Protected ransomware uses a combination of two encryption technologies to lock files – RSA-2048 and AES CBC-256. This particular combination of ciphers is used by win-lockers quite often. The hackers store the private key, required for the decryption, on a command and control (C&C) server. Protected ransomware drops a ransom note titled HOW_TO_RESTORE_YOUR_DATA.html. The file contains instructions on how to pay the ransom. The hackers have chosen bitcoins as a payment method because transactions in this cryptocurrency assure anonymity for the recipient. Protected ransomware asks for 0.5 bitcoins. This amounts to about $349.25 USD. The exchange rates change daily, so the sum could be different at the time you contact the virus. In the ransom note, it is stated that the amount is roughly $200 USD. This hints that Protected ransomware has been around for a while. The virus tries to scare people and convince them that the only way out is to pay the ransom. The rogue program gives users 7 days to pay. It is elaborated that removing Protected ransomware on your own would not result in your files being decrypted. This action will, however, lead to the decryption key being destroyed. Contrary to the win-locker’s claims, meeting the demands is not a wise move. Even if your accessibility does get restored momentarily, the virus could leave backup data on your hard drive and eventually strike again.

The best course of action is to start by uninstalling Protected ransomware with a professional antivirus program. There is a guide below which explains how to proceed with a scan. If you have a backup, you can try to restore your files pursuant to deleting the win-locker. A tool called Shadow Explorer can help you with the recovery. It can be downloaded from the following page: shadowexplorer.com/downloads.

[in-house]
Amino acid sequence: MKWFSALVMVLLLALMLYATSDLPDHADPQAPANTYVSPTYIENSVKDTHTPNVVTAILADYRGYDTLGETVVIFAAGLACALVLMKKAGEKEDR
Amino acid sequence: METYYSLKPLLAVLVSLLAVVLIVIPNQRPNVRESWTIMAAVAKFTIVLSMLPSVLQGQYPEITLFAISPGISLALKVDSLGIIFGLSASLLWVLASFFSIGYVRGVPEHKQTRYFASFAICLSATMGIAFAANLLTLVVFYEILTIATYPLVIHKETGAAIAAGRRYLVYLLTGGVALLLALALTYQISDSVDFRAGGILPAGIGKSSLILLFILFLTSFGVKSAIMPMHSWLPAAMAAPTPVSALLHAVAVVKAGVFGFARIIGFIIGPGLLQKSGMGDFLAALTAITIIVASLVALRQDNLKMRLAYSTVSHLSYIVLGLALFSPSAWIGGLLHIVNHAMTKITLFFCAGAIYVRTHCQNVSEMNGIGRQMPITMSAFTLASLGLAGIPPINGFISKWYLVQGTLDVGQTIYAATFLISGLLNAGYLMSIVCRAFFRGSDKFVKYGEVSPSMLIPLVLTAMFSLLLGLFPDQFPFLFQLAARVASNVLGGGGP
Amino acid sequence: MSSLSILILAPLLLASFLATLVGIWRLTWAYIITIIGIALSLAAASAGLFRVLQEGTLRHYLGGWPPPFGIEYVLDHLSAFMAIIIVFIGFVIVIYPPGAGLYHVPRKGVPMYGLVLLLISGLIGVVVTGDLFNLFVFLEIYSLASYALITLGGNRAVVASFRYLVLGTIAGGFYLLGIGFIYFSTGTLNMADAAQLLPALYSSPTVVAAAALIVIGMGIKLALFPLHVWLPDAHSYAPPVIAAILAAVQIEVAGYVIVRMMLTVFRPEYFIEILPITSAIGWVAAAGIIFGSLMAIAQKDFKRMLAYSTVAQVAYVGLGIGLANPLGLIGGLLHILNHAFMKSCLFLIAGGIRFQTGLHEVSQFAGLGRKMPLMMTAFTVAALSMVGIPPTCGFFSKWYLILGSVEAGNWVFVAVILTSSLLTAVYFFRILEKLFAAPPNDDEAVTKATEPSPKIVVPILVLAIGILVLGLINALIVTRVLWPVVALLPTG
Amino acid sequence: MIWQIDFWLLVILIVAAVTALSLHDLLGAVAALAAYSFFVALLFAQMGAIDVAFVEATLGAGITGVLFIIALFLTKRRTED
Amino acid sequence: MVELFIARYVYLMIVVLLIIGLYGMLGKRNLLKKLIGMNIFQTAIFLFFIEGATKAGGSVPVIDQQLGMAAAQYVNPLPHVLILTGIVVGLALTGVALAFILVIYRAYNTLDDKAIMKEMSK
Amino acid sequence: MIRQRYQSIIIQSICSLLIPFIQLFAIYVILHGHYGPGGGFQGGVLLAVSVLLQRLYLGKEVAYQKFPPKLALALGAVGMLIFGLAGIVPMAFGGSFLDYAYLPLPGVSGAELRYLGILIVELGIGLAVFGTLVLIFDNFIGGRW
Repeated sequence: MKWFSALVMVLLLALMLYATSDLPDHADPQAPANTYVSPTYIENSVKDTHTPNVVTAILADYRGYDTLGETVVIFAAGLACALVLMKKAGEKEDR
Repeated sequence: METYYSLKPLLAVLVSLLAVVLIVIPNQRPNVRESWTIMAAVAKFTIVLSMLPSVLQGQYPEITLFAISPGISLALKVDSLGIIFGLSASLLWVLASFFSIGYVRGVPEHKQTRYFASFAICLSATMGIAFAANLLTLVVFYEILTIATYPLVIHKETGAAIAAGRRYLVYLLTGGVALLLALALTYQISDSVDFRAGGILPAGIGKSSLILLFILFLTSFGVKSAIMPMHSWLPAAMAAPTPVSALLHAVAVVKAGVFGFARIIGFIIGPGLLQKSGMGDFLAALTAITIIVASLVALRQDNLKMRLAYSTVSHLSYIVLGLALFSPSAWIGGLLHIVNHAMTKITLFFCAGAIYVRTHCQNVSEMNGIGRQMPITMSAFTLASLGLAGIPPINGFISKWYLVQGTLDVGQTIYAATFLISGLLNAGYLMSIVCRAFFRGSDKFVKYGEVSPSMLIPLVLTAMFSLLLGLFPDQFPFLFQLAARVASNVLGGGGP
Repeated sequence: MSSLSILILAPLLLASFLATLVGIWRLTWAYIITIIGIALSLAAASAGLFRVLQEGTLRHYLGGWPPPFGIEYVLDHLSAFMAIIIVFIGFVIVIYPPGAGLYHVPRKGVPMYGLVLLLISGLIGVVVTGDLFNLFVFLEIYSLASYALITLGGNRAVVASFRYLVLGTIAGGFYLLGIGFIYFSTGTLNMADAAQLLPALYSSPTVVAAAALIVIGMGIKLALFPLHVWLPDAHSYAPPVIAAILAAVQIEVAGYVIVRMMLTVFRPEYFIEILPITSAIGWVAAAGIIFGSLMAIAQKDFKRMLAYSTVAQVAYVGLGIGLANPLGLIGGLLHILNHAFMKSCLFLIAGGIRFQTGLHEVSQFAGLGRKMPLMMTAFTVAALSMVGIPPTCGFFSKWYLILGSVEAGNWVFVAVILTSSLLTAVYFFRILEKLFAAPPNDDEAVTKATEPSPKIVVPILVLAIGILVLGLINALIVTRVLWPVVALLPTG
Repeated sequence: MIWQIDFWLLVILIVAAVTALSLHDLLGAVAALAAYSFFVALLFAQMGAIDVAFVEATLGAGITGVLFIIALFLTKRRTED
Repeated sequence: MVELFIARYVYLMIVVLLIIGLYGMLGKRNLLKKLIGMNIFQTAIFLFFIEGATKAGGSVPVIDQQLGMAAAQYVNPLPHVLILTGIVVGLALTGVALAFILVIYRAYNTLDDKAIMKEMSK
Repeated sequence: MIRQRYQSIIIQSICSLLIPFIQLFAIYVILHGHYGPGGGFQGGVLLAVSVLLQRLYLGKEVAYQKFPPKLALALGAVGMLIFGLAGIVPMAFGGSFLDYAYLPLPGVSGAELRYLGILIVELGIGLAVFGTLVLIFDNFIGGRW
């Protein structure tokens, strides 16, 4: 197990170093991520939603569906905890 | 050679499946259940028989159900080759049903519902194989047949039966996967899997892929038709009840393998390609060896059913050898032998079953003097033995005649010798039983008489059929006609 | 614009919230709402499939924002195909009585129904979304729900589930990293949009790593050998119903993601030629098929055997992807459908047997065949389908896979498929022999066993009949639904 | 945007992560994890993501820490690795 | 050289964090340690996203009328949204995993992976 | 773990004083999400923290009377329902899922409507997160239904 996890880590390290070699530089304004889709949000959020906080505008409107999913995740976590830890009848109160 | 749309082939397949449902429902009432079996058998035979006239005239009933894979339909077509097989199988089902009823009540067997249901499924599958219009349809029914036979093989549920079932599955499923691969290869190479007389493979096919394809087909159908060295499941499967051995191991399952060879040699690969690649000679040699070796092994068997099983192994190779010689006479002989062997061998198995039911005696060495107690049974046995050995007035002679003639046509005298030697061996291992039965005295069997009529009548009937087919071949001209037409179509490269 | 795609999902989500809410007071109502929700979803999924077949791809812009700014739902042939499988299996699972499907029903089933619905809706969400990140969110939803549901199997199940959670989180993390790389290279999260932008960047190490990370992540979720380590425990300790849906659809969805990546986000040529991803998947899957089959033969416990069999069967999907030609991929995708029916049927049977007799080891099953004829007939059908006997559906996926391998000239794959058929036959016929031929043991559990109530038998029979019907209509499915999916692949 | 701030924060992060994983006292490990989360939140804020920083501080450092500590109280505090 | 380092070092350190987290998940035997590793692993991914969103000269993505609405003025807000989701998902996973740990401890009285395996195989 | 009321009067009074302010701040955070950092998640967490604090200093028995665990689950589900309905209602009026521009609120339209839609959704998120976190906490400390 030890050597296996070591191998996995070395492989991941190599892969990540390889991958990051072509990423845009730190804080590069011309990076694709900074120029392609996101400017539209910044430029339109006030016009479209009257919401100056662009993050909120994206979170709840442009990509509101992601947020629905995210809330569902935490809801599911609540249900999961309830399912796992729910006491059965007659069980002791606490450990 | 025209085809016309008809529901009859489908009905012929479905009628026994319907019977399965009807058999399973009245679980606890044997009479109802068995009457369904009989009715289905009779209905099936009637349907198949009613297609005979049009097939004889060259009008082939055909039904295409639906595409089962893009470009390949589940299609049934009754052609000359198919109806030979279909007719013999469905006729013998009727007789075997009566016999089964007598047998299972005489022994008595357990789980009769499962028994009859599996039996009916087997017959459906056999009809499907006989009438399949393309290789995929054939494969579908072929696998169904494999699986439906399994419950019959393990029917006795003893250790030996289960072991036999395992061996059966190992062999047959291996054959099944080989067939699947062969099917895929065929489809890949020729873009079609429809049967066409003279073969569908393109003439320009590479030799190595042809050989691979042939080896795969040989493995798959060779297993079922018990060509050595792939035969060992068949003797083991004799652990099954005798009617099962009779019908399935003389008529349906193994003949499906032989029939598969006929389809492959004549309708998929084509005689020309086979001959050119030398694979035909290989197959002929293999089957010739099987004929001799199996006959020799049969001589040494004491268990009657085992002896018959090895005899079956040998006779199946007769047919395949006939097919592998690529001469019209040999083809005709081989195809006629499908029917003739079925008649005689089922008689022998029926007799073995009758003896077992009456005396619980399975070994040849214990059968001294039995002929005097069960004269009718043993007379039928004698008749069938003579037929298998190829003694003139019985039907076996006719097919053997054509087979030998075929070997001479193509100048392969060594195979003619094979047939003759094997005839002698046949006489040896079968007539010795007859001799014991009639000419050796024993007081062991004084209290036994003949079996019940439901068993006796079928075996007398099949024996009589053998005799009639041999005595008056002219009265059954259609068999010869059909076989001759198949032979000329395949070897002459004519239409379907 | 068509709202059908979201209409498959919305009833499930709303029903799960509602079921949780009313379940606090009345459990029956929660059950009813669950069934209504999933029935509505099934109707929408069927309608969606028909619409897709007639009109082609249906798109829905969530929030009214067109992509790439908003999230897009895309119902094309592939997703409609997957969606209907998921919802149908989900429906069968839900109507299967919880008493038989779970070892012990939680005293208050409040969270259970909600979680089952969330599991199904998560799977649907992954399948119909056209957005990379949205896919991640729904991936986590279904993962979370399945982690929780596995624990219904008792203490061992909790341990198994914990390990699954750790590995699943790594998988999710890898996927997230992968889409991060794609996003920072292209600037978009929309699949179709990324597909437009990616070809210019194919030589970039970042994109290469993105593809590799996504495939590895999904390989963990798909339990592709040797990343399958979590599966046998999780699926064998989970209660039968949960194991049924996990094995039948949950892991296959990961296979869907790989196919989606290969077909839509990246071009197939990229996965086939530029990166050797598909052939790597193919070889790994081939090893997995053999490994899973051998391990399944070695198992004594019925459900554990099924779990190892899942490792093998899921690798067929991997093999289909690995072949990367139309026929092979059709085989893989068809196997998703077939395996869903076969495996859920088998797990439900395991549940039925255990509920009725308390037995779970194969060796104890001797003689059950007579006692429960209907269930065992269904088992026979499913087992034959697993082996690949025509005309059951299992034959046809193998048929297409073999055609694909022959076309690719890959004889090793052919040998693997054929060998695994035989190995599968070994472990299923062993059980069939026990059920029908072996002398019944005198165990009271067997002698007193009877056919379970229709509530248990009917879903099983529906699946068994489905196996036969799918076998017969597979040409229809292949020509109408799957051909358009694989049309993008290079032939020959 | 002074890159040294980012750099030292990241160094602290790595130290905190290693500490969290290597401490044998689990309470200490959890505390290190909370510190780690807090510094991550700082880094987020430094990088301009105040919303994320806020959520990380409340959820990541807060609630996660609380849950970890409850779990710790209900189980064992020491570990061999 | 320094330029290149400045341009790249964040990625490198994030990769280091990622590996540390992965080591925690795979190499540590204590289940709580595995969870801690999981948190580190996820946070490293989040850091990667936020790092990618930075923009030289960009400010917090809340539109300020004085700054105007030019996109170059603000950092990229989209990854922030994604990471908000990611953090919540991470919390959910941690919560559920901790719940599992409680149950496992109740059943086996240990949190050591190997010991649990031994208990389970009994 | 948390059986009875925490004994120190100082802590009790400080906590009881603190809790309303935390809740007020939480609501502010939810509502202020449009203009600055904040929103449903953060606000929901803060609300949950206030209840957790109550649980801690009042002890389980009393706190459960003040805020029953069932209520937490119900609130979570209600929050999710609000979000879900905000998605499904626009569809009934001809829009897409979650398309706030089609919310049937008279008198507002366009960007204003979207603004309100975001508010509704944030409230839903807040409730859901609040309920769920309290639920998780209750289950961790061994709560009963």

Protected Ransomware Removal Instructions

Windows XP

1. Reboot your PC and press the F8 key.
2. Go to Windows Advanced Options and select Safe Mode with Networking, press Enter.
3. Type: http://www.xp-vista.com/download-instructions in the search bar of your web browser.
4. Download SpyHunter and install it on the computer.
5. Scan the system with the antimalware tool and erase any infected files and viruses.
6. Go to the Start Menu and then click Run.
7. Type “msconfig” in the search bar and click OK.
8. In the System Configuration Utility go to the “Startup” tab and select the option “Disable All”.
9. Press OK and reboot the PC.

Windows Vista and Windows 7

1. Reboot your PC computer and press the F8 key.
2. Go to Windows Advanced Options and select Safe Mode with Networking, press Enter.
3. Type: http://www.xp-vista.com/download-instructions in the search bar of your web browser.
4. Download SpyHunter and install it on your computer.
5. Scan the system with the antimalware program and erase any infected files and viruses.

Windows 8

1. Go to the Start menu and click on the Windows key.
2. Open the web browser.
3. Type: http://www.xp-vista.com/download-instructions in the search bar of your web browser.
4. Download SpyHunter and install it on your computer.
5. Scan the system with the antimalware tool and erase any infected files and viruses.